Cat owners know the truth: cat hair gets everywhere. Even criminals can’t help but track their pets’ hair onto crime scenes, leaving furry clues as to the identity of the perpetrator. That’s why the University of Leicester put together a forensic database of cat DNA, and it’s already been used to solve a crime.
Last month, David Hilder was convicted of manslaughter in Winchester, England, thanks in part to the catalog of cat DNA compiled by the university. Police had discovered cat hair on a dismembered torso discovered in a trash bag on a British beach in July of last year. With the assistance of the DNA database, detectives were able to match the hairs to a cat that belonged to Hilder, the deceased’s neighbor.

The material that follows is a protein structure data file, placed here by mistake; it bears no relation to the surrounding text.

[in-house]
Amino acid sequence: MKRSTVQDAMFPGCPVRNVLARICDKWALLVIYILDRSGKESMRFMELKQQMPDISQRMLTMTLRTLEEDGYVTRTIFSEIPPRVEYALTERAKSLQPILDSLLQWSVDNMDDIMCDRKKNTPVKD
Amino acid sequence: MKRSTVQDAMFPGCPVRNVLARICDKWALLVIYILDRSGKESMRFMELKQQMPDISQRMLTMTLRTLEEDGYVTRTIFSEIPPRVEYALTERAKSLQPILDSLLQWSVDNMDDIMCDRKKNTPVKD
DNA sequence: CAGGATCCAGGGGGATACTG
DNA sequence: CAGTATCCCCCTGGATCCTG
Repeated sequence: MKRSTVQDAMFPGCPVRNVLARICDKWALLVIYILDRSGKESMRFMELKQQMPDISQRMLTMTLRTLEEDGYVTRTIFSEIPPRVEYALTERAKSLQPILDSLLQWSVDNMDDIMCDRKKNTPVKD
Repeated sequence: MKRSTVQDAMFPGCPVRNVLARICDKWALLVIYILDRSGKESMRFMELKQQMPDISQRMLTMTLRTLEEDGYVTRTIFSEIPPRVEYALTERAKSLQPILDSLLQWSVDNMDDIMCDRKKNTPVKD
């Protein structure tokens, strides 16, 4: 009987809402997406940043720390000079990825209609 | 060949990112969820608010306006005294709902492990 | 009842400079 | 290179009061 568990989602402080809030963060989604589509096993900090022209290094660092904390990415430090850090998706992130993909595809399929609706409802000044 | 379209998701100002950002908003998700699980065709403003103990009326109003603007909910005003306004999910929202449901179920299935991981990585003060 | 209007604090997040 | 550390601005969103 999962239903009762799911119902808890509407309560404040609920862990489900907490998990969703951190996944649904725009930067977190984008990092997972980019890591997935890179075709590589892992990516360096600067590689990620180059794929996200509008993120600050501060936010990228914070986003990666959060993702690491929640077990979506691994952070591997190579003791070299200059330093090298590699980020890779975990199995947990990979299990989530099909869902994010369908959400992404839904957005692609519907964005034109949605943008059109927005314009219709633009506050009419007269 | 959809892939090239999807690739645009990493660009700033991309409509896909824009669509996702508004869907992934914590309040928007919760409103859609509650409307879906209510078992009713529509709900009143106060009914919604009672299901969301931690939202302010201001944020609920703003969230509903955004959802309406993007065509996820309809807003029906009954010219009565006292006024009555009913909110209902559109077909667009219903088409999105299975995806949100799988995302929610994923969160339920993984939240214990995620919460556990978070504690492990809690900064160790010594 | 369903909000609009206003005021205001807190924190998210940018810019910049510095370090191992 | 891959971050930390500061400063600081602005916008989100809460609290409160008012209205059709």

Working with police, a team from the University of Leicester gathered samples…
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